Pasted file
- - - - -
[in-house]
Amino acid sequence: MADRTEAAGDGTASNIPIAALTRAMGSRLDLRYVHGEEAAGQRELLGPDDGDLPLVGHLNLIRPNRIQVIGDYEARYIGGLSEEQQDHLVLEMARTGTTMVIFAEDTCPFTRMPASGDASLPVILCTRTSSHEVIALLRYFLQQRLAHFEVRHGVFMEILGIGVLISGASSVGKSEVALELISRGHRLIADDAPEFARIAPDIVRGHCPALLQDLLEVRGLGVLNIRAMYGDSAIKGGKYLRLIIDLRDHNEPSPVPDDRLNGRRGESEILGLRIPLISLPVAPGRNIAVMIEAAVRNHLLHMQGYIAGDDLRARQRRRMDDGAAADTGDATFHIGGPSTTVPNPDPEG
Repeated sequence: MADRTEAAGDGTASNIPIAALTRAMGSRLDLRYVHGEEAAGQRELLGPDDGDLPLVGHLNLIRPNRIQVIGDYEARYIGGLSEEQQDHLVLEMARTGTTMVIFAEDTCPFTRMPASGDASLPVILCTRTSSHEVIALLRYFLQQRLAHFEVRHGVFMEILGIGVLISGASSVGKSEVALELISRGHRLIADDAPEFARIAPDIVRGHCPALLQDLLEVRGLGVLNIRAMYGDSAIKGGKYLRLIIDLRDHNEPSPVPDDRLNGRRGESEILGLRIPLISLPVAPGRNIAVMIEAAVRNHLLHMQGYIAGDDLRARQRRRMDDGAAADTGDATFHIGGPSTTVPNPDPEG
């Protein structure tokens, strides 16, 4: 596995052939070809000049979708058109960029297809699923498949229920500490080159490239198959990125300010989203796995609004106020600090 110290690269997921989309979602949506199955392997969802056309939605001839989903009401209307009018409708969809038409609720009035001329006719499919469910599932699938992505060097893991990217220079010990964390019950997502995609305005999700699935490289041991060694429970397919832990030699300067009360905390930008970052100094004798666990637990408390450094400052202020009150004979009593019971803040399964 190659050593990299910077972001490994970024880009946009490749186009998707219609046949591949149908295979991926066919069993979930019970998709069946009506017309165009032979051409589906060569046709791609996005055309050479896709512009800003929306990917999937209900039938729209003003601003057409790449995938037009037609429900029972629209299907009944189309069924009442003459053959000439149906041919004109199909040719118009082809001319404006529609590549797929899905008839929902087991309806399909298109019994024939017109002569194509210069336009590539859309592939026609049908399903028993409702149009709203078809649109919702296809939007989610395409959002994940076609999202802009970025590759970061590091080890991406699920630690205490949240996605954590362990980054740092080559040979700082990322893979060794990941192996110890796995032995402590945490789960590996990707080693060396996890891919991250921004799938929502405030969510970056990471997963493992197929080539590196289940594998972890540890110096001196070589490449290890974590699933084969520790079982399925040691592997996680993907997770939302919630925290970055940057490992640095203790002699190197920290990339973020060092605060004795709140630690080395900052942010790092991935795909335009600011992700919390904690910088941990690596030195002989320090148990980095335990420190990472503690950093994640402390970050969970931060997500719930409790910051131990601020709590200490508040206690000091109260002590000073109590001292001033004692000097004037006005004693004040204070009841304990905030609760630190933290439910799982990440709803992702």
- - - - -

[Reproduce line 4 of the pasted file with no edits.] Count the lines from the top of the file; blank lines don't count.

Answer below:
């Protein structure tokens, strides 16, 4: 596995052939070809000049979708058109960029297809699923498949229920500490080159490239198959990125300010989203796995609004106020600090 110290690269997921989309979602949506199955392997969802056309939605001839989903009401209307009018409708969809038409609720009035001329006719499919469910599932699938992505060097893991990217220079010990964390019950997502995609305005999700699935490289041991060694429970397919832990030699300067009360905390930008970052100094004798666990637990408390450094400052202020009150004979009593019971803040399964 190659050593990299910077972001490994970024880009946009490749186009998707219609046949591949149908295979991926066919069993979930019970998709069946009506017309165009032979051409589906060569046709791609996005055309050479896709512009800003929306990917999937209900039938729209003003601003057409790449995938037009037609429900029972629209299907009944189309069924009442003459053959000439149906041919004109199909040719118009082809001319404006529609590549797929899905008839929902087991309806399909298109019994024939017109002569194509210069336009590539859309592939026609049908399903028993409702149009709203078809649109919702296809939007989610395409959002994940076609999202802009970025590759970061590091080890991406699920630690205490949240996605954590362990980054740092080559040979700082990322893979060794990941192996110890796995032995402590945490789960590996990707080693060396996890891919991250921004799938929502405030969510970056990471997963493992197929080539590196289940594998972890540890110096001196070589490449290890974590699933084969520790079982399925040691592997996680993907997770939302919630925290970055940057490992640095203790002699190197920290990339973020060092605060004795709140630690080395900052942010790092991935795909335009600011992700919390904690910088941990690596030195002989320090148990980095335990420190990472503690950093994640402390970050969970931060997500719930409790910051131990601020709590200490508040206690000091109260002590000073109590001292001033004692000097004037006005004693004040204070009841304990905030609760630190933290439910799982990440709803992702």